(taken at The Riding House Cafe)
England has been plagued for years by their unfortunate culinary reputation. The generally accepted connotation of British cuisine is one of the heavily fried and beer-battered pub food they’ve become famous for championing. Admittedly, London has far more than it’s fair share of this particular cuisine, but the city has been evolving over the past decade to join the ranks of other culinary capitals such as Paris or New York.
Much in the way that British fashion designers are known for their pioneering of new and creative techniques on the runway, there’s a new class of intriguing culinary talent developing their own foodie dialogues for the masses.
The eating out crowd is much less scene-y than their counterparts in other locales (particularly New York), but that hasn’t stopped them from creating dining spaces that are just as stimulating as the food they are serving. Walking around London I am frequently tempted to grab a bite just so I can sit inside and properly take in the décor. Fortunately for my wallet and belly, there’s only so many hours in a day! Here are a few of my favorite places so far:
33 D'Arblay Street, Soho, London W1F 8EU
Based on name alone you get a sense of the kind of the kind of hipster eatery/clientele that TBC attracts. This all-day breakfast spot opened in SoHo in 2005 and has since opened a number of other locations around London.
As it happened, the day we went was national pancake day. To commemorate the occasion, they featured a challenge- if you can eat 12 pancakes in 12 minutes then your meal is free. The catch (well beyond the obvious challenge of eating 12 pancakes in 12 minutes) is that you only got one tiny glass of water and a small pot of syrup. I was not nearly bold enough to attempt such a feat, but two sisters sitting across from us did. They didn't make it, but they came damned close. The spectating was an experience in and of itself.
Also, be warned: even during the coldest days of the winter, the line snaked around the block. I'd recommend going as early as possible on a warm weekday! But it's worth the wait once you're inside.
59 Sloane Avenue, London SW3 3DH
Located on an unassuming street in South Kensington, The Good Life Eatery is always filled to the brim (quite literally spilling onto the street most mornings) with posh, modely-looking types. The fact that we're all willing to endure the hassle of securing a table is a testament to the taste of their incredible healthy 'bowls,' filled with every lovely ingredient you could possibly think of.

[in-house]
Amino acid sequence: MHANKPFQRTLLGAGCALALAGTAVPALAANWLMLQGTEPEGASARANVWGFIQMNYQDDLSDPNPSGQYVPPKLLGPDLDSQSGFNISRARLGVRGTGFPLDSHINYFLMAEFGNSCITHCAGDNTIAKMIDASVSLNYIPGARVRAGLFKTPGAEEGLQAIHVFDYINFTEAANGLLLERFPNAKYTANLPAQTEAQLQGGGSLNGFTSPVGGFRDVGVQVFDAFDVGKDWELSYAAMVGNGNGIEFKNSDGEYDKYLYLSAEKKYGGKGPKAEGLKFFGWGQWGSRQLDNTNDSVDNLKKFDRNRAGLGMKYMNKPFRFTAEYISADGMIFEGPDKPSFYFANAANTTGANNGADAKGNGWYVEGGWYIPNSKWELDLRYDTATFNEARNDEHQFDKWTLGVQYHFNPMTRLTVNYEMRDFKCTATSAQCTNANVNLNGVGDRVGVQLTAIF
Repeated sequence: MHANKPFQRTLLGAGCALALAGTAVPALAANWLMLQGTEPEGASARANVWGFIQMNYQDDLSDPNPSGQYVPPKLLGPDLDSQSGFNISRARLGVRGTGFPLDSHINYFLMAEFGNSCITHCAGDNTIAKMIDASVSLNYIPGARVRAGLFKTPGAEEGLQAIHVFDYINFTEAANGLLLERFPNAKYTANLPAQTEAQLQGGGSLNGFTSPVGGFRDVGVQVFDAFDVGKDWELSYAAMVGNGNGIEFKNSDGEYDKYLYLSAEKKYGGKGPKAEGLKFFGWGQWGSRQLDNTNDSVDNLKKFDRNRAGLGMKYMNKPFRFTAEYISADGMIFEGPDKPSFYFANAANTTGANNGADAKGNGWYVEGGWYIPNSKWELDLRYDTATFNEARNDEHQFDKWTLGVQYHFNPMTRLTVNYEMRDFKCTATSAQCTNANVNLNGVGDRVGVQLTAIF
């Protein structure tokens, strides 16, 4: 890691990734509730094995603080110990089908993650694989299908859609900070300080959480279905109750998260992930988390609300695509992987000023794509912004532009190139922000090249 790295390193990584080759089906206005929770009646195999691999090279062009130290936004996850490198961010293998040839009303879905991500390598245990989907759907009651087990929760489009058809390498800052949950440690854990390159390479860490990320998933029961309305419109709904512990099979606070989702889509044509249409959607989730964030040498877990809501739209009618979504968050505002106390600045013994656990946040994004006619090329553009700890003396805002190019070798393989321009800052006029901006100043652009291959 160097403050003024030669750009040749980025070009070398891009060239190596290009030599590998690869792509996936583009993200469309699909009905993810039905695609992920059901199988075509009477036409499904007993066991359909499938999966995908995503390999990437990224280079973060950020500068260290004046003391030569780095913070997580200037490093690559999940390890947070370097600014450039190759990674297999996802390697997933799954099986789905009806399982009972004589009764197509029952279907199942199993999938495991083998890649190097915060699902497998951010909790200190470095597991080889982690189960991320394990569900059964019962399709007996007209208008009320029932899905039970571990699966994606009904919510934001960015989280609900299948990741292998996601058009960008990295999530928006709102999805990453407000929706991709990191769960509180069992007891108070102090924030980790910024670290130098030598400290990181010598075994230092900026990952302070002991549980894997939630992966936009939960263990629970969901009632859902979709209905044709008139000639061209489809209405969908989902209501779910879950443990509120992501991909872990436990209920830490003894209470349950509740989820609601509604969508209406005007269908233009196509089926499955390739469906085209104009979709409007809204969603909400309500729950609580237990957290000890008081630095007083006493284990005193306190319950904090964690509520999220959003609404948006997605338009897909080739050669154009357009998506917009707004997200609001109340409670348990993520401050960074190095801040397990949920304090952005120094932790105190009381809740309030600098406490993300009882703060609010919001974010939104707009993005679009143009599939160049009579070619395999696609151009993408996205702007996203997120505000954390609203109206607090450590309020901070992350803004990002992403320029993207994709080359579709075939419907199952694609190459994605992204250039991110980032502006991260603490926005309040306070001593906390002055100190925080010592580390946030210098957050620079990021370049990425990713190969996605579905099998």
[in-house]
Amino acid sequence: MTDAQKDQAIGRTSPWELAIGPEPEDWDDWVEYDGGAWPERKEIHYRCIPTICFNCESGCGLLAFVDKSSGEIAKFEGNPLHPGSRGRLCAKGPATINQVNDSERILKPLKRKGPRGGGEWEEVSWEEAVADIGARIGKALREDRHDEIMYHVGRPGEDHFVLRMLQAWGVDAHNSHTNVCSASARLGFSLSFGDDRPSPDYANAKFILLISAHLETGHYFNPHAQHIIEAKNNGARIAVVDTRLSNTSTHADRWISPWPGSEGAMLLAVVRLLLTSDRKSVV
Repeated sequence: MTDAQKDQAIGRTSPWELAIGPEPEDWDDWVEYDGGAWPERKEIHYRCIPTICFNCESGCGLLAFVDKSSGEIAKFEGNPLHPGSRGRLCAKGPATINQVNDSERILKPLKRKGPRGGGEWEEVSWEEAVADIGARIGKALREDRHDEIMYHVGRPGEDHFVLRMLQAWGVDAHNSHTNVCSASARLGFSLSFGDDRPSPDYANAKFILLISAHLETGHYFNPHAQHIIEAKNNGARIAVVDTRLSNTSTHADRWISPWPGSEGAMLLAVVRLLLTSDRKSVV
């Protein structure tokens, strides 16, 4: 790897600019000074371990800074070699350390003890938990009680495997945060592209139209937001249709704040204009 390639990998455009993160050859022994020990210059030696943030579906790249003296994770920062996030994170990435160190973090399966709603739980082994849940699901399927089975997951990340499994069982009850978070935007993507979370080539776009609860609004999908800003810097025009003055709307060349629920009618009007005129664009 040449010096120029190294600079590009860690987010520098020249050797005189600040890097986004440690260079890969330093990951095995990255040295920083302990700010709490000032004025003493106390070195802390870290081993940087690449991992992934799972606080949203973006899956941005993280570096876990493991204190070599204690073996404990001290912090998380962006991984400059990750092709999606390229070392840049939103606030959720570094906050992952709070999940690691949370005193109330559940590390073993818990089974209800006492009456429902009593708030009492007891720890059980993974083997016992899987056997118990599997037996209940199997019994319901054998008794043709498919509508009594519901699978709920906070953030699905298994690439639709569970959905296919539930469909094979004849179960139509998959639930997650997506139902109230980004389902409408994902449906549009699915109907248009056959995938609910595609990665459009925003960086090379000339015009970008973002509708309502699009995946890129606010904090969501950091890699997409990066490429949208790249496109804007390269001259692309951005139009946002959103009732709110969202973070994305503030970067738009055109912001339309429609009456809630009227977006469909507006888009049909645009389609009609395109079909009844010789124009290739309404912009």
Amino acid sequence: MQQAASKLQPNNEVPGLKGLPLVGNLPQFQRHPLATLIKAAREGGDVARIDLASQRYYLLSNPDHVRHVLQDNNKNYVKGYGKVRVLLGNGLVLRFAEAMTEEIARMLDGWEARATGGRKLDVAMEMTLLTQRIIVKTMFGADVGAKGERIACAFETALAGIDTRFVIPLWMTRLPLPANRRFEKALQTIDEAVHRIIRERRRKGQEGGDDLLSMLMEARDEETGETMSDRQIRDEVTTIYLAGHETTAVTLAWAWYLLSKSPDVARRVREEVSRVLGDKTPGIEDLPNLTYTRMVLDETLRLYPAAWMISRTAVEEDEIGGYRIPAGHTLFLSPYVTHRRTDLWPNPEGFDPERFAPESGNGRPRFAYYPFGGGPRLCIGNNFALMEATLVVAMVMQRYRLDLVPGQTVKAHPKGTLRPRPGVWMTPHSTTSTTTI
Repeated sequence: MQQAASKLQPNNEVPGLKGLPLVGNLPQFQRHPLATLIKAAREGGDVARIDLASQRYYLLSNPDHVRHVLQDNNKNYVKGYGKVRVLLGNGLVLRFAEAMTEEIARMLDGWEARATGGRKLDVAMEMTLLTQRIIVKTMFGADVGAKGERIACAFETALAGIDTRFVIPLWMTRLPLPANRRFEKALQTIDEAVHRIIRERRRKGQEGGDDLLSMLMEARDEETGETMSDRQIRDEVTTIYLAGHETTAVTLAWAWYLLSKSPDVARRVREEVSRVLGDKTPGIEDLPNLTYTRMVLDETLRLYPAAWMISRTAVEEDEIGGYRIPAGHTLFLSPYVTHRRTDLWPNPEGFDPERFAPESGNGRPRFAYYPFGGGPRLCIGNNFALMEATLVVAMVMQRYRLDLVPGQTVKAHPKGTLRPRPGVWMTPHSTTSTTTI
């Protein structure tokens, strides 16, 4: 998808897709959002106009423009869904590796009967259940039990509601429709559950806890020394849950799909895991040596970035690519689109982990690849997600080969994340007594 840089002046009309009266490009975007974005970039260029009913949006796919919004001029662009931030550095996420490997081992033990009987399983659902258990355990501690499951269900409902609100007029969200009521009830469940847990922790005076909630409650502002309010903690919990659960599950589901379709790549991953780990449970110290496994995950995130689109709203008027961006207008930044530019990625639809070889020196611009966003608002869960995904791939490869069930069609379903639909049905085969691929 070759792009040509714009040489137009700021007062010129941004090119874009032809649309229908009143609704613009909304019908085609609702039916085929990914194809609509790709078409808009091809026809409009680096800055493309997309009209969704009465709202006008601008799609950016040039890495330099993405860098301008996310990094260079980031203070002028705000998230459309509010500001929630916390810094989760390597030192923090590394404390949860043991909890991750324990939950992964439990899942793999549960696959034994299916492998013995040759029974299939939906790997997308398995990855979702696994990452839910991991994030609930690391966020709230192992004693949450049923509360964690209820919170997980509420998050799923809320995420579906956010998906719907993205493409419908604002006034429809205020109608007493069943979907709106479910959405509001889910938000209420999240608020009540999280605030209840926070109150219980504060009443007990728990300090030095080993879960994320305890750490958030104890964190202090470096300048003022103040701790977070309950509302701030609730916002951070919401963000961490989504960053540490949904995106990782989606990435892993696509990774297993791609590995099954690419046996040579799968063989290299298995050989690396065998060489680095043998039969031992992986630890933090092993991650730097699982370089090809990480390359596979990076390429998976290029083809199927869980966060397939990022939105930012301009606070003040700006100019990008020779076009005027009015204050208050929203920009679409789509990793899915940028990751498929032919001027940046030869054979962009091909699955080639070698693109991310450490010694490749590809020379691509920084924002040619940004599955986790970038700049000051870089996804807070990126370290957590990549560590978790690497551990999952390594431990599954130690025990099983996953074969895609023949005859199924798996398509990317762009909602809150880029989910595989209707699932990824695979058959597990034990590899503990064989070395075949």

While there's no shortage of organic-only cafes and cold pressed juiceries in London, it's nowhere near as health-food-obsessed as New York (at least in my opinion). There are still a number of places I want to try, but The Good Life Eatery is by far the best healthy option I've experienced in London.
10 Berners Street, London W1T 3LF
Berners Tavern, located inside the buzzy Edition Hotel in Fitzrovia (just south of SoHo + Oxford Street), is certainly a place to see and be seen. The friend I was dining with joked that it would be an ideal place to go man-hunting at cocktail hour. And she was quite right, the place was filled with smart-looking businessmen and trendy waifs at lunch meetings. The food itself is reason enough to go, but the decor is really a standout here.
139 Brick Lane, London E1 6SB
It might not be a foodie's paradise, but Cereal Killer Cafe is definitely a must see. Much like with modern art, the concept of the cafe is very 'why-didn't-I-think-of-that!' Why a place like this had never existed before is a mystery. But one thing is for sure: they found the perfect niche on Brick Lane, a section of the city infamous for it's predominantly hipster population. And hipsters love cereal, I guess, because it was packed with 20-somethings wearing sweatshirts with ironic phrases and thick-rimmed glasses I am guessing most of them didn't actually need.